Many buyers are interested in short sale purchases because they believe they are “getting a deal” or they simply like the property. However, it is important to manage buyer’s expectations before writing an offer on a short sale. The buyer should understand that the sale is more likely a “long sale” and not a “short sale.” In other words, it could take a long time to close or may not ever close. Agents should advise buyers that to close, all of the lenders must approve of the short sale. It is entirely voluntarily on the part of the lenders. If one lender does not approve of the sale, then it will not close. It can take a significant amount of time to obtain approvals from the lenders, particularly, if there are multiple lenders or lien holders. In addition, while the short sale is pending, the seller’s agent may be required to present additional purchase offers to the seller for consideration and that at the seller’s option the additional offer(s) can be forwarded to the lien-holder(s) usurping the original offer. The buyer also needs to be made aware of their own rights to rescind the purchase offer and walk away from the transaction as well as any financial consequences to this option if any earnest monies have been deposited.
 

3. Understanding a Short Sale.

It is important for agents to understand the parties’ roles in a short sale and how the transaction works. The purchase and sale agreement is by and between the buyer and the seller. They are the parties to the contract. The lenders are not parties to the contract. The contract should be prepared so that the seller’s acceptance is subject to approval by the lender and that any conditions of approval set by the lender are subject to approval by the seller. Therefore, these are two (2) additional contingencies in a short sale that are not in a traditional transaction. Once the offer is accepted by the seller, the seller submits the offer to the lender for the lender’s approval. If the lender does not approve the sale, the transaction will not close. If the lender approves the offer, the lender’s terms are subject to approval by the seller. Once the seller approves the lender’s terms, the escrow can close in accordance with the remaining terms of the contract.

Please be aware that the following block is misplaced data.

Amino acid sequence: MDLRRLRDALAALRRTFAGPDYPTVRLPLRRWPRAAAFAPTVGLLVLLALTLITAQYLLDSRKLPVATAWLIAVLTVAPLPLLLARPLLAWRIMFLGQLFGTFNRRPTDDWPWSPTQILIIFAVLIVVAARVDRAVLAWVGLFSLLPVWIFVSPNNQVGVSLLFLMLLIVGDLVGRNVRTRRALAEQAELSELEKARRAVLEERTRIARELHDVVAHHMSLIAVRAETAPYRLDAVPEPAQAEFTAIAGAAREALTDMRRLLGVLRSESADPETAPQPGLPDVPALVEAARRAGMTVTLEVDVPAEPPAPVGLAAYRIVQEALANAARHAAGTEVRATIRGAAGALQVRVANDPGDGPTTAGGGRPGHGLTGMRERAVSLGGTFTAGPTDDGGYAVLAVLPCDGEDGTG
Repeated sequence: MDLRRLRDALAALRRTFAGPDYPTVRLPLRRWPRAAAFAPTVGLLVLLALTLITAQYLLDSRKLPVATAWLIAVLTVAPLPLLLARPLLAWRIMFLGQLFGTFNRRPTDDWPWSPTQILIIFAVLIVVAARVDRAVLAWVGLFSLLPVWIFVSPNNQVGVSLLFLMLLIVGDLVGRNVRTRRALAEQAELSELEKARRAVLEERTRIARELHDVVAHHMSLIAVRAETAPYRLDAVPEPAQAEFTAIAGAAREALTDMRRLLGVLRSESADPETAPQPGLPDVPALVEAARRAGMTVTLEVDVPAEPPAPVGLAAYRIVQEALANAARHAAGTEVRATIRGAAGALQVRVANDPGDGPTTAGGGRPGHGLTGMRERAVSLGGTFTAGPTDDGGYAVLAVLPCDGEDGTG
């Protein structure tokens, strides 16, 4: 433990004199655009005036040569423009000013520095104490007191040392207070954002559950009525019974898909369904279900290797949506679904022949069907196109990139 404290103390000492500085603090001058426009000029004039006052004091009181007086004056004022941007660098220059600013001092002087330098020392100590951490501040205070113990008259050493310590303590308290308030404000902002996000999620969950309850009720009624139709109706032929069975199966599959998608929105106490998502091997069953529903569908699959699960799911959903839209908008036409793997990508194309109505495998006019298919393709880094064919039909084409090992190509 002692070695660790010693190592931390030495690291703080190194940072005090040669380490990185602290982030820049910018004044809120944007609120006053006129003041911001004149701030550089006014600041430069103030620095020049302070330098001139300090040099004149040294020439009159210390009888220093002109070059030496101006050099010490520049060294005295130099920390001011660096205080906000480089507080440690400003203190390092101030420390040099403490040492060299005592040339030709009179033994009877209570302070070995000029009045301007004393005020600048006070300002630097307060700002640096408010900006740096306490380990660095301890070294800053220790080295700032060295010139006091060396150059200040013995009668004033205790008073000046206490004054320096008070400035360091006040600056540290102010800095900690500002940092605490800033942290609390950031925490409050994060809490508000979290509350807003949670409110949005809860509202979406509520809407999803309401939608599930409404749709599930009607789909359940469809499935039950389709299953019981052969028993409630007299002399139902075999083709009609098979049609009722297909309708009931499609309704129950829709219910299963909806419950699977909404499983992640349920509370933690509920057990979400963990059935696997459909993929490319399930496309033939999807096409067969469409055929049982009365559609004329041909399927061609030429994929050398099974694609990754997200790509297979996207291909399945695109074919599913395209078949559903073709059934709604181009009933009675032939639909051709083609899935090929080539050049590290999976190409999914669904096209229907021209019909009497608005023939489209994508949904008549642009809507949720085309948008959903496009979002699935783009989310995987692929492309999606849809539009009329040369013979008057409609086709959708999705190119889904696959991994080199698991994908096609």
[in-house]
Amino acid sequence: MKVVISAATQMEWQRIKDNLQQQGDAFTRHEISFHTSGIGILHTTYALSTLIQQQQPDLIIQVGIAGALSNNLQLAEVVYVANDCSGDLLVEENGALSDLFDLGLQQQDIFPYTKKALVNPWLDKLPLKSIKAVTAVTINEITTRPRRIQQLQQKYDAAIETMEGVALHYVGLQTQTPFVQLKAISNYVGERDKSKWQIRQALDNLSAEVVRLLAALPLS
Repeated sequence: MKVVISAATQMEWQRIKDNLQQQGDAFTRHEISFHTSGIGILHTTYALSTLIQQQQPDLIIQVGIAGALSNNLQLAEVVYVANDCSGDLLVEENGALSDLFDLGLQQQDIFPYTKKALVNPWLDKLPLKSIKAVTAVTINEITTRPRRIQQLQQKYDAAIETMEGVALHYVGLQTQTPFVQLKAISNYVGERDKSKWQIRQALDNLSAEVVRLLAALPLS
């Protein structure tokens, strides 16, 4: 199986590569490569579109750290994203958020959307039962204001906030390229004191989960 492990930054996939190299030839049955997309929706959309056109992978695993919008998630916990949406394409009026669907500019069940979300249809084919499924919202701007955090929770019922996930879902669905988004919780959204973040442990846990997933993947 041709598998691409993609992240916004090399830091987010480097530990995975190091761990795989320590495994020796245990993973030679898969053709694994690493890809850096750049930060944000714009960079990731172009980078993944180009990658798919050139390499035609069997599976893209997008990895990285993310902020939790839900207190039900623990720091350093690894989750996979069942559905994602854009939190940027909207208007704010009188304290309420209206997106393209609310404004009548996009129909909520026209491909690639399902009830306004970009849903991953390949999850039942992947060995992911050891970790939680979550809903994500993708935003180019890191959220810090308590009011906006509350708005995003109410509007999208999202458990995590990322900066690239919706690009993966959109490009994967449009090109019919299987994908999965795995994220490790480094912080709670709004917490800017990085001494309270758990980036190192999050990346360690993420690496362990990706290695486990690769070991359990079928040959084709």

4. Disclosure Obligations.